Proposal #2: Industry education
This is an interesting idea I'd not thought of until recently, when I met with Bill Day, CEO of WhenU. He suggested that both adware companies and those companies that rely on cookies get out there and educate those who make software that scrub for spyware, adware and cookies.
Being informed about which cookies are "bad" cookies and which are "good" cookies, and showing them how to identify which is which, the makers of anti-spyware and cookie-blocking/cookie-cleaning software can program their products to discern among the "good," the "bad" and the "ugly." When a user runs these programs, those cookies identified as being respectable in origin won't be tagged for quarantine and deletion.
Proposal #3: Hide the cookie
Some proposals for addressing the cookie issue are based simply on ignoring the consumer's concerns about them.
One possible solution is simply to make the cookie hard to find or impossible to delete entirely.
United Virtualities has introduced PIE, or Persistent Identification Element, which is a program that stores advertisers' cookies in Macromedia Flash's local cache for backup retrieval. This way, if a user deletes cookies from the browser, those cookies will replace themselves from the Flash files.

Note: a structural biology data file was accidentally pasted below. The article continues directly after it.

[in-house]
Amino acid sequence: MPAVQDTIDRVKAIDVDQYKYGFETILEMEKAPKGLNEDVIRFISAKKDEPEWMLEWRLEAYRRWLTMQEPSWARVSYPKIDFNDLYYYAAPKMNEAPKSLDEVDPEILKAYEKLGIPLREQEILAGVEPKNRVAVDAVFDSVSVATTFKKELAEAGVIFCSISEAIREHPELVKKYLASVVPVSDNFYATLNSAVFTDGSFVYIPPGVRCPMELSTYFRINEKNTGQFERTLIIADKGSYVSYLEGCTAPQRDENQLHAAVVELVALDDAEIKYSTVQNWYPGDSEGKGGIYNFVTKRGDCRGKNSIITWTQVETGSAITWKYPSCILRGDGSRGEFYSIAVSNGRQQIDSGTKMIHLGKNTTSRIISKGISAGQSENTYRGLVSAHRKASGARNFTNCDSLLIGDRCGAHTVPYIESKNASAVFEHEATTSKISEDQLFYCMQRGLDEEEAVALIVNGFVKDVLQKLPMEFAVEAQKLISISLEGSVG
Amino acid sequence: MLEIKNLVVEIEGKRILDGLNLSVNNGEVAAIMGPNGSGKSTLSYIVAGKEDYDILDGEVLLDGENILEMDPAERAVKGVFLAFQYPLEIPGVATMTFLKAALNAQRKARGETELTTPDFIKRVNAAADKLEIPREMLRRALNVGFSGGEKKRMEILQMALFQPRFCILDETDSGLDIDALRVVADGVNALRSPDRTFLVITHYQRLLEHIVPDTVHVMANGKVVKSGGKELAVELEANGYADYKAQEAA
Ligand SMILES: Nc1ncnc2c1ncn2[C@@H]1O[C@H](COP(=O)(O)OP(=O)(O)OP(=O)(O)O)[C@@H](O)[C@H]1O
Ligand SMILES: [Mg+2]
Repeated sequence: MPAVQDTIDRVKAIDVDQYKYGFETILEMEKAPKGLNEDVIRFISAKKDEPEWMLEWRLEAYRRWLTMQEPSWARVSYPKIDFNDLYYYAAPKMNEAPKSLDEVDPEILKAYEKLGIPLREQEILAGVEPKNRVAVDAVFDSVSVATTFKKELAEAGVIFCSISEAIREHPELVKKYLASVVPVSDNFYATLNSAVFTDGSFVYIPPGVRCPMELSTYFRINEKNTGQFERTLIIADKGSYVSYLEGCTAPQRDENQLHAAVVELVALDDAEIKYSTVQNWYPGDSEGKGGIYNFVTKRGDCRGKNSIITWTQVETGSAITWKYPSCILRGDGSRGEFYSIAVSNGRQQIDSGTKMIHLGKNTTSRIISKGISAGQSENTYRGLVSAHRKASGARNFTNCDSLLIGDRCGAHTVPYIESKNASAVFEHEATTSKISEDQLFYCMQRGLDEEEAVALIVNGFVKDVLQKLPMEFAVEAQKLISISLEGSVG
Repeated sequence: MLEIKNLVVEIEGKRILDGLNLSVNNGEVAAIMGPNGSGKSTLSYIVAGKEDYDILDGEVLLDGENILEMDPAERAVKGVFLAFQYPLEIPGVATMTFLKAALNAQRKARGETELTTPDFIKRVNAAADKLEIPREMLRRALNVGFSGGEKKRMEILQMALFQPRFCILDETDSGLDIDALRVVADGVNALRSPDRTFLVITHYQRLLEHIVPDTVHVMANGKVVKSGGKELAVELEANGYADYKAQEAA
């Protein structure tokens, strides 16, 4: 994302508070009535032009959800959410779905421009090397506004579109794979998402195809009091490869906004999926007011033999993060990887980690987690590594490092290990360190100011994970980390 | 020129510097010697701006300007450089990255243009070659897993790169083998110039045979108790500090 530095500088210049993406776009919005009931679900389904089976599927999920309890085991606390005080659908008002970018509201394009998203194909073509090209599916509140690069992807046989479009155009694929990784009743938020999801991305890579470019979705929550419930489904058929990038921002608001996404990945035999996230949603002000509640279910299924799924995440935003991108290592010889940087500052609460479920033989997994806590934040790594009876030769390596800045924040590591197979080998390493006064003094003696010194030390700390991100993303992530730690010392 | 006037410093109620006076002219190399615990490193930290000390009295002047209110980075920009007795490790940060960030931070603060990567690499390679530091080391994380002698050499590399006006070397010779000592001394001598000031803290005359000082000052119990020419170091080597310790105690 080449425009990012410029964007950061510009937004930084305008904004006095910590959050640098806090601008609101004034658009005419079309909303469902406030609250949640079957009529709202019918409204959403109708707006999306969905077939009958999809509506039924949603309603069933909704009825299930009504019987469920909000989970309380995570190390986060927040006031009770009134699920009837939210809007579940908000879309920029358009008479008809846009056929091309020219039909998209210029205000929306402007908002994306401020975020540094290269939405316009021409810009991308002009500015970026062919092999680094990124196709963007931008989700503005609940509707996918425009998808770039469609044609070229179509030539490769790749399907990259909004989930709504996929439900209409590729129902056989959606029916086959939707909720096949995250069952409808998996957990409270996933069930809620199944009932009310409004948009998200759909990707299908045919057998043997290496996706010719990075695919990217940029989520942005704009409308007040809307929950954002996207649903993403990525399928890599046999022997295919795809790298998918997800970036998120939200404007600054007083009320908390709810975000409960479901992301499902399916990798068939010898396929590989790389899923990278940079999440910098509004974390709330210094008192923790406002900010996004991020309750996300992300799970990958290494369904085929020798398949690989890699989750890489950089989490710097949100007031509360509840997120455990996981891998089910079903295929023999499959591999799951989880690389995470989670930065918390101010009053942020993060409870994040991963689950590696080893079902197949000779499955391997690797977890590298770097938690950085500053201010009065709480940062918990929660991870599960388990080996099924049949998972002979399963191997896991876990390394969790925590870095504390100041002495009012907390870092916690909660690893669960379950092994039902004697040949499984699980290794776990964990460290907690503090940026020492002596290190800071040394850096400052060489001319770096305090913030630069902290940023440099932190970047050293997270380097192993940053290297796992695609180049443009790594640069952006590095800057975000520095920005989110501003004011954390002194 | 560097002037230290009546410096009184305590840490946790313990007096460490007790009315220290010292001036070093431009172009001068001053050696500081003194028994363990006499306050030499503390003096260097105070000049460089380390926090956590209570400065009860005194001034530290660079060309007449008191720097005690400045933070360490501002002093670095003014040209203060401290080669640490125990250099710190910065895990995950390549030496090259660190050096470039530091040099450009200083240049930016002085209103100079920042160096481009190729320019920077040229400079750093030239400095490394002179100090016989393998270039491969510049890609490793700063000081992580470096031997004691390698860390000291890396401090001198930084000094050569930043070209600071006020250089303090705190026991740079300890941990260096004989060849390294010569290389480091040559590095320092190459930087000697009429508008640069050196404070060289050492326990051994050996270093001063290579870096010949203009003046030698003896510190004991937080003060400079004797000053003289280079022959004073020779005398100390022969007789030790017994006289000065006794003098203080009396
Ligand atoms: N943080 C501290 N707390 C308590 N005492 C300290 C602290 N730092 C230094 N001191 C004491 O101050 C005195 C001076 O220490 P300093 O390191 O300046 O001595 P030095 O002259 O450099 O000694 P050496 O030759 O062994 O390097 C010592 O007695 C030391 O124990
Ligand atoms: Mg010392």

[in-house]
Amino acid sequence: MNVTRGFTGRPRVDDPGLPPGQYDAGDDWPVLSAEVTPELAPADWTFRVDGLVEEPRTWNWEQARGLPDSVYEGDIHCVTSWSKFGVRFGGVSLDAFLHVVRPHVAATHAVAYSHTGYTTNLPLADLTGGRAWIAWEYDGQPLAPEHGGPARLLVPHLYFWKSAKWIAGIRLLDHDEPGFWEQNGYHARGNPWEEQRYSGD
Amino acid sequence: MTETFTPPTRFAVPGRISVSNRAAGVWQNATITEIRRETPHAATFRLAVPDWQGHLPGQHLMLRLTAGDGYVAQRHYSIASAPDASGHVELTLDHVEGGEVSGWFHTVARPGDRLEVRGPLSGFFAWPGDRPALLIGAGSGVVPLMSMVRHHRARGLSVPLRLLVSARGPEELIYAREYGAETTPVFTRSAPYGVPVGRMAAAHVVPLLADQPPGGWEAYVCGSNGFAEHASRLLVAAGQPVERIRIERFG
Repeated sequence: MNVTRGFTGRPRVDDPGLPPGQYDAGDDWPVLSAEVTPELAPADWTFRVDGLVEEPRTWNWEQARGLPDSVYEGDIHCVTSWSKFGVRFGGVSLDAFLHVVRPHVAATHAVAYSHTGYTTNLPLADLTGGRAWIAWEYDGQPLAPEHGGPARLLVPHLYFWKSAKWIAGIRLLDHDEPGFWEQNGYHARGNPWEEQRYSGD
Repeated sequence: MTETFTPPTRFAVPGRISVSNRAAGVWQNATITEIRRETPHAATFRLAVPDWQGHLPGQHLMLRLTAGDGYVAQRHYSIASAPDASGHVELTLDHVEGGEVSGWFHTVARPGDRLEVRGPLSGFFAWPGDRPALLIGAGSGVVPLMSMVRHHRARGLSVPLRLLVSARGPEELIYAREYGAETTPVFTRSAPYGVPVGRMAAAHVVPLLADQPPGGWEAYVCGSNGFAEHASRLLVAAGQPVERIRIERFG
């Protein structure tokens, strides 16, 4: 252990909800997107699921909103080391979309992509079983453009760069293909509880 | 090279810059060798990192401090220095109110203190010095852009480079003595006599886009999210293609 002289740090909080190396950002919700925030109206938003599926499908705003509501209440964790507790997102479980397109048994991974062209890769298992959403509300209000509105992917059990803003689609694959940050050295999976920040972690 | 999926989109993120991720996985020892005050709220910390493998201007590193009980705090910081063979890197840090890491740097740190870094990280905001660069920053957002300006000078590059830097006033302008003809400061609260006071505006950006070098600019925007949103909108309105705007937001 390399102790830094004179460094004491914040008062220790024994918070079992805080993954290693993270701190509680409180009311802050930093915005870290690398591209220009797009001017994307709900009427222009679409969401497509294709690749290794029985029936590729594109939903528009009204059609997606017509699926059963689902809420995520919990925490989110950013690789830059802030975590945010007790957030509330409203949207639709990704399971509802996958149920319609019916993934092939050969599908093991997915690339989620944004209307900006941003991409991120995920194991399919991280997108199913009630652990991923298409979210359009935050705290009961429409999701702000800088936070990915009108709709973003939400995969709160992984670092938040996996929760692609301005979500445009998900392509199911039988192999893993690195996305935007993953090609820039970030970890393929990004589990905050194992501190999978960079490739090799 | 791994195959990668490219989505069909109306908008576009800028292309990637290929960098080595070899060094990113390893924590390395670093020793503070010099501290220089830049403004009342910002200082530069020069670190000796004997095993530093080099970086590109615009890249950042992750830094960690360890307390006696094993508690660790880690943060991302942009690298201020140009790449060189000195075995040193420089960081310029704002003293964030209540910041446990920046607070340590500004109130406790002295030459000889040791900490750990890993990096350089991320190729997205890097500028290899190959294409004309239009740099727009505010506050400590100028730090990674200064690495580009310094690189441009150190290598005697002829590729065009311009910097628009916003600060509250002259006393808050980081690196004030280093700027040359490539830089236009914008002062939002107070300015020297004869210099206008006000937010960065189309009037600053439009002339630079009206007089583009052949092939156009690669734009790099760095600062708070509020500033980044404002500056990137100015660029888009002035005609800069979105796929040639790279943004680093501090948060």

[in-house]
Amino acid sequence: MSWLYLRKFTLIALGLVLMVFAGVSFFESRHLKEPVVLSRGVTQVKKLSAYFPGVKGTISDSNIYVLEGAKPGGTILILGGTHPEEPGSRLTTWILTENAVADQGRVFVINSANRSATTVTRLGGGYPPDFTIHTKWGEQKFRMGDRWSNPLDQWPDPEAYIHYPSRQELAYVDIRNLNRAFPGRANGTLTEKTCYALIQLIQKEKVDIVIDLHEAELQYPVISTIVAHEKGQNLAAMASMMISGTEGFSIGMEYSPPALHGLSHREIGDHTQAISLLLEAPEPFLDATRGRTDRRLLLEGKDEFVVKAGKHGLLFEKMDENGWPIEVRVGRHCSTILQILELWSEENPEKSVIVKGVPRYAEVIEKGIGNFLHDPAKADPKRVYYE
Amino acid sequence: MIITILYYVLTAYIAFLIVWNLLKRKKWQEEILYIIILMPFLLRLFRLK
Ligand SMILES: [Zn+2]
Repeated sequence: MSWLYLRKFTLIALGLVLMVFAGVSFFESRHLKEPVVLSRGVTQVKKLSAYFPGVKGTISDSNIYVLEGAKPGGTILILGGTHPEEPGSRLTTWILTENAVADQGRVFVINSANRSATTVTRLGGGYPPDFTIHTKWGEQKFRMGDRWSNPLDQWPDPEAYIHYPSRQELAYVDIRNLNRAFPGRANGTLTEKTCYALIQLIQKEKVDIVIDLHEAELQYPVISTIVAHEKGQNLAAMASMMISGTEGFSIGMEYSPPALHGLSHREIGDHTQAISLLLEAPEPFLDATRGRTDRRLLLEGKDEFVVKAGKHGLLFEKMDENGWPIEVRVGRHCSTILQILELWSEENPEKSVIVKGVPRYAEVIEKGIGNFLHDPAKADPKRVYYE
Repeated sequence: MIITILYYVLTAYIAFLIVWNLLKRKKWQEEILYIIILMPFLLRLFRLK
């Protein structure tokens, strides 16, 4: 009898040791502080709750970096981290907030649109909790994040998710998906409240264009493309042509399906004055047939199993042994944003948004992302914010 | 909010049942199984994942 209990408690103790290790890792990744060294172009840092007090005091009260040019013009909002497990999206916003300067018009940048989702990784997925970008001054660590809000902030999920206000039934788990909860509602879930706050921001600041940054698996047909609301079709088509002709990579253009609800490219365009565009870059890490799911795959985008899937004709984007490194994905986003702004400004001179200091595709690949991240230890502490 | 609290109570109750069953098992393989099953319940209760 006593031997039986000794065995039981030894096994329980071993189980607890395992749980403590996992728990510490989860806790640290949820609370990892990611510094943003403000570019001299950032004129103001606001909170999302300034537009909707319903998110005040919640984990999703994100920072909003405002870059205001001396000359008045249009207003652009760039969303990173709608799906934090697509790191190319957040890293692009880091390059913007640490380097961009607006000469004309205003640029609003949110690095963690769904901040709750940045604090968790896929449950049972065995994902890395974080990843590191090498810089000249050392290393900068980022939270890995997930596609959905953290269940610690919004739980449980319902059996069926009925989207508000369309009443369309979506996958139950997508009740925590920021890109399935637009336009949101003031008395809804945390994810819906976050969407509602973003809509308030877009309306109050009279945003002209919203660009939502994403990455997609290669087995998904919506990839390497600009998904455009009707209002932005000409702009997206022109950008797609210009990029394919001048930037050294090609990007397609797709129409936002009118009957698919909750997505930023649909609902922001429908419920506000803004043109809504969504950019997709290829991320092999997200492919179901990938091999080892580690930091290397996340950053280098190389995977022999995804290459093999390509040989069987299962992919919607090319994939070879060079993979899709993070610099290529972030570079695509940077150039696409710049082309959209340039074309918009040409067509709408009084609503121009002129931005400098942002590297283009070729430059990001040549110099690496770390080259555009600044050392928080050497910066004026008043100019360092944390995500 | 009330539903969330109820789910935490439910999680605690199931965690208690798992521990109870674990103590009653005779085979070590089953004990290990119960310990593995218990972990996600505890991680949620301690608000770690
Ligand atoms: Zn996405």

PIE has been met by some with outrage at the thought that marketers would use technology to bypass the intentional will of users to avoid cookies. Others see it as important to protect users' cookies from being hijacked by unethical marketers using spyware.
Proposal #4: Keep quiet
The biggest reason why consumers feel the way they do about cookies is because we all keep talking about them. Anything that gets so much attention must be worthy of so much attention. The consumer comes across this entire hubbub and figures there must be something to worry about. Perhaps if we just keep quiet and stop talking about cookies all the time, consumers will lose interest. Out of sight (or is that out of "site"?) can equal out of mind.
Proposal #5: Fuggetaboutit!
We could just do away with cookies all together, relying instead on a combination of simple non-cookie-based tracking technology and third-party survey research to plot audience demographics and track activity. Site-side cookie-like technology can identify users by their IP addresses and require registration that can be matched to that IP address from the site. Yes, the web would devolve into a medium that will lose its most potent killer app as an advertising vehicle, namely, its trackability. But, hey, at least no one will be complaining about having cookies anymore.
Instead, consumers will start complaining about how their surfing experience has become so terrible. They will then be begging for cookies to come back.
Proposal #6: Surrender control to the consumer